be collected and stored in the underground aquifers (Ngo, 2010). Geothermal energy has a
low impact on the environment because geothermal power plants have very low gaseous

emissions. It only emits little carbon dioxide when compared with other power generation
technologies that emit carbon dioxide during operation (DiPippo, 2012). The waste water
from the geothermal exploitation that contains salts and heavy metals cannot be expelled at
the surface. Therefore, it is reinjected underground to avoid contamination of surface and
ground water aquifers. (DiPippo, 2012).
The first type of non-renewable energy is fossil fuel. There are three main types of fossil
fuels which are coal, oil, and natural gas. Coal is formed from geological processes that
involve the burying of flora and fauna under anaerobic condition in swamps (Aubrecht, 2006).
Oil forms from dispersed organic material, such as organic sediment on a continental shelf
which is buried by geological processes and, it is subjected to a high heat and pressure at the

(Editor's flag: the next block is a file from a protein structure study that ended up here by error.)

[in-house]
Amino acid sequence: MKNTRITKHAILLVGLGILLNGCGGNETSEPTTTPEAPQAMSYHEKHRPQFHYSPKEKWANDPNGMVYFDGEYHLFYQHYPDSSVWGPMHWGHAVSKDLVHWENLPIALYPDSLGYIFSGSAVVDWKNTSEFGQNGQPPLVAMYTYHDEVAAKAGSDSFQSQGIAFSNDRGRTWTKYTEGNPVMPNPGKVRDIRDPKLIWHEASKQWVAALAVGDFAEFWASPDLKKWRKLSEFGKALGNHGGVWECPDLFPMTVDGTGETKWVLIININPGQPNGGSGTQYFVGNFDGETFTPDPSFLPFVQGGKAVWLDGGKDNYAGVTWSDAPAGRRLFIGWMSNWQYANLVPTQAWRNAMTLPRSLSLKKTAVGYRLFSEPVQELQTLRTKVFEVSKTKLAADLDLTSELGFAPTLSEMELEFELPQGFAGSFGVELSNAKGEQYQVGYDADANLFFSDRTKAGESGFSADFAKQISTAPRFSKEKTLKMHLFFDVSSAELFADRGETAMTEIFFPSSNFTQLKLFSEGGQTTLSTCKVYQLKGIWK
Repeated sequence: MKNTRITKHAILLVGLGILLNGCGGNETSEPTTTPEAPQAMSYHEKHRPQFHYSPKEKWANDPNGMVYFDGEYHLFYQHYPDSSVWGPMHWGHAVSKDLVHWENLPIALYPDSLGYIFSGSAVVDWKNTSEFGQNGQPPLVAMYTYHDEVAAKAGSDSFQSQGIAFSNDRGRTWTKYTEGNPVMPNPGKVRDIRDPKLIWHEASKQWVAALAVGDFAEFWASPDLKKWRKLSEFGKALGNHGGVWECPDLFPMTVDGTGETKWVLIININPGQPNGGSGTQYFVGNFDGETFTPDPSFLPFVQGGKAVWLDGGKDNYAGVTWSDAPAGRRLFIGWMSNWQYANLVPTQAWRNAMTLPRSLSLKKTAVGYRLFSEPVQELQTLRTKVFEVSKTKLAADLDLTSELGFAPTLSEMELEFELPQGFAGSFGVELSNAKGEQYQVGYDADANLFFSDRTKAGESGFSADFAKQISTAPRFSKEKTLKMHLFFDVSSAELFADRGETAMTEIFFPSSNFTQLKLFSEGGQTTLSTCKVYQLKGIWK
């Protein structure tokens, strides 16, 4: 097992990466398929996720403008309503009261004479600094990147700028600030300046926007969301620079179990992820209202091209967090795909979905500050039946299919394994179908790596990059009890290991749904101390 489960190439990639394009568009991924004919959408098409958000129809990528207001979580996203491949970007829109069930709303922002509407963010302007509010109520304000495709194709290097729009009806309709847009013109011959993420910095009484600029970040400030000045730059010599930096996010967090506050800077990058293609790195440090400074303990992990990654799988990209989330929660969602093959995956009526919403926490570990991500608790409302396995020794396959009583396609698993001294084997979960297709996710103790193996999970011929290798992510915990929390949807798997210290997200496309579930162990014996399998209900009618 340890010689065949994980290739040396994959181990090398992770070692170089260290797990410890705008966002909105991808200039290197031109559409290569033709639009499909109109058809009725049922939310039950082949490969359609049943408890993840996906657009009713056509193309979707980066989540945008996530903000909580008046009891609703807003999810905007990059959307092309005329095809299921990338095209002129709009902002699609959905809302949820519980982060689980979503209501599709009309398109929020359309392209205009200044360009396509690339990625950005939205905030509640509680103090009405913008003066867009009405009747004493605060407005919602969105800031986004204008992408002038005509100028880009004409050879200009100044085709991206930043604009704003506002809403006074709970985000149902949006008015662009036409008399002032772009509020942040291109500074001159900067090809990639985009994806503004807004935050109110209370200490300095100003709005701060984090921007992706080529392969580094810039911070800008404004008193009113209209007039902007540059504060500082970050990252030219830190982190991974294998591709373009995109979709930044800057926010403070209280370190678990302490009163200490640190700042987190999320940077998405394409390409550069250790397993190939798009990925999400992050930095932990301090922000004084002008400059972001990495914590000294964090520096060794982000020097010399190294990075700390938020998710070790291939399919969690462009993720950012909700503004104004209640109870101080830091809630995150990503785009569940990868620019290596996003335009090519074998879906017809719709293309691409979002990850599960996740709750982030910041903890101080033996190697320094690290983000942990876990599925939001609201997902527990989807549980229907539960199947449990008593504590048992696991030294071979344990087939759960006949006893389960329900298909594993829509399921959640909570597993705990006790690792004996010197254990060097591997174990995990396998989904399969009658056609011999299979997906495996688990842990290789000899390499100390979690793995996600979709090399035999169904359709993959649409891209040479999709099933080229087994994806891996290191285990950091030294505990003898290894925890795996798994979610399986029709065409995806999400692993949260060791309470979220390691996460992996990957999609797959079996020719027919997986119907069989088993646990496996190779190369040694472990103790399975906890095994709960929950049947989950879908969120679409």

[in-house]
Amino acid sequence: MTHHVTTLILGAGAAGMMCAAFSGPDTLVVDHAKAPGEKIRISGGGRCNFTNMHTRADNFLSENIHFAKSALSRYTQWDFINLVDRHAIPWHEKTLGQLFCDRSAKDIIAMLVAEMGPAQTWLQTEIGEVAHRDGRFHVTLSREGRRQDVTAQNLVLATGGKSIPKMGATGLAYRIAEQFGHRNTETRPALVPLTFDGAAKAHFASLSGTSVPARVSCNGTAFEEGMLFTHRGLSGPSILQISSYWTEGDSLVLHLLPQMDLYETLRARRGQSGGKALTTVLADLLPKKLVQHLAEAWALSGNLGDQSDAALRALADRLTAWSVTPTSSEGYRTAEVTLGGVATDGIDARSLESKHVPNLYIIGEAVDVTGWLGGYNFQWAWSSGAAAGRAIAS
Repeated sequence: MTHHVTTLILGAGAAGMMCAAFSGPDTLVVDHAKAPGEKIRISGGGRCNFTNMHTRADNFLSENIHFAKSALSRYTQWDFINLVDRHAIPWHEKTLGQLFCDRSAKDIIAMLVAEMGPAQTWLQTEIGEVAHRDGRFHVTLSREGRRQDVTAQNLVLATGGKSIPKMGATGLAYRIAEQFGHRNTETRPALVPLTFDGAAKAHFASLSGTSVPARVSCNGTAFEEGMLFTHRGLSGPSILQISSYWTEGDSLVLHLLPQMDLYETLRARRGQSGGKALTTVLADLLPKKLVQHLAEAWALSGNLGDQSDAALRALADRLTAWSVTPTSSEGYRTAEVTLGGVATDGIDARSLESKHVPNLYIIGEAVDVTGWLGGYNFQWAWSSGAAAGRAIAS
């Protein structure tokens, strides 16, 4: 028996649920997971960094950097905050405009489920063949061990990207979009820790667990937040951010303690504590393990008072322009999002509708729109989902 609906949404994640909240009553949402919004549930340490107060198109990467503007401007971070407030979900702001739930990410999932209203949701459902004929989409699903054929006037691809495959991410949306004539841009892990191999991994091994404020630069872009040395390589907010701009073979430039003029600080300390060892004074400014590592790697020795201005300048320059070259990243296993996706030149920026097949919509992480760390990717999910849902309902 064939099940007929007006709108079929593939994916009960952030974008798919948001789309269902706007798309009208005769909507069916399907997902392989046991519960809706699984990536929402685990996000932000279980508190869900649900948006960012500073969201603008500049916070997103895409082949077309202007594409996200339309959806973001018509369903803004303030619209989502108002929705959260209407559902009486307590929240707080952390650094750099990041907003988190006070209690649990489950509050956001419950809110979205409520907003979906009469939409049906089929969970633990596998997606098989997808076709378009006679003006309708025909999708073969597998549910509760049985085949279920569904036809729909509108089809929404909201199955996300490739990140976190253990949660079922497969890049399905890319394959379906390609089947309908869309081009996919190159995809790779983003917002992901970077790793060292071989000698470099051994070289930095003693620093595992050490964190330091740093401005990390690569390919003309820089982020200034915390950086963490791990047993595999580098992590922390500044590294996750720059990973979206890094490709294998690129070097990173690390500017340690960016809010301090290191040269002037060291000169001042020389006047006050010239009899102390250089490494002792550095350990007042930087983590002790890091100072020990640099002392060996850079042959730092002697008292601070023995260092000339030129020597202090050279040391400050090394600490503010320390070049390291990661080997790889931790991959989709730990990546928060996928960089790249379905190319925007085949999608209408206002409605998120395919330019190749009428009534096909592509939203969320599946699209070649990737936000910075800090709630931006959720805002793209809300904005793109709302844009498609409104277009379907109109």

deep underground (Aubrecht, 2006). Natural gas is known as methane. It is formed in
association with coal and oil by the similar processes (Aubrecht, 2006). There is a difference
between natural gas with coal and oil. Coal remains at the same place and the oil migration is
heated by caps impermeable to liquid (Aubrecht, 2006). In certain cases, these caps are
permeable to gas and migrate through pores in the rock containing coal or oil. The gas is
either gather in large volume above the oil or migrate through a very long distance that
causing it no longer associated with the oil or coal deposit that produce it (Aubrecht, 2006).
Fossil fuels are a popular energy sources because have been found in tremendous quantities
and relatively cheaper than some other energy sources (Gimpel, 2010).